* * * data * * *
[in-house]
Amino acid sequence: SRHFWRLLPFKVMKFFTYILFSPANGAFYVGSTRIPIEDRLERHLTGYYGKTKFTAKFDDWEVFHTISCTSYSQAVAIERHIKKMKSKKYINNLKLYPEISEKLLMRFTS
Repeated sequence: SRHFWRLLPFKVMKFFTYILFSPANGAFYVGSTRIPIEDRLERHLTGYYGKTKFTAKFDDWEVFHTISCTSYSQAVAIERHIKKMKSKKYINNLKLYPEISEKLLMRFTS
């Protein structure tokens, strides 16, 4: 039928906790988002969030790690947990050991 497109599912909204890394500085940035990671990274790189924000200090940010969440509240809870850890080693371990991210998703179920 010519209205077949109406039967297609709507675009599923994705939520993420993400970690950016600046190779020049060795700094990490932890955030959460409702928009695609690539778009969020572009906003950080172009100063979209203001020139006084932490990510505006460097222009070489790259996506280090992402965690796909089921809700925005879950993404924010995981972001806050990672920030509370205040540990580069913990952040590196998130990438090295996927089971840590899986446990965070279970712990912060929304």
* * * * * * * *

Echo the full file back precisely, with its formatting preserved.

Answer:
[in-house]
Amino acid sequence: SRHFWRLLPFKVMKFFTYILFSPANGAFYVGSTRIPIEDRLERHLTGYYGKTKFTAKFDDWEVFHTISCTSYSQAVAIERHIKKMKSKKYINNLKLYPEISEKLLMRFTS
Repeated sequence: SRHFWRLLPFKVMKFFTYILFSPANGAFYVGSTRIPIEDRLERHLTGYYGKTKFTAKFDDWEVFHTISCTSYSQAVAIERHIKKMKSKKYINNLKLYPEISEKLLMRFTS
């Protein structure tokens, strides 16, 4: 039928906790988002969030790690947990050991 497109599912909204890394500085940035990671990274790189924000200090940010969440509240809870850890080693371990991210998703179920 010519209205077949109406039967297609709507675009599923994705939520993420993400970690950016600046190779020049060795700094990490932890955030959460409702928009695609690539778009969020572009906003950080172009100063979209203001020139006084932490990510505006460097222009070489790259996506280090992402965690796909089921809700925005879950993404924010995981972001806050990672920030509370205040540990580069913990952040590196998130990438090295996927089971840590899986446990965070279970712990912060929304």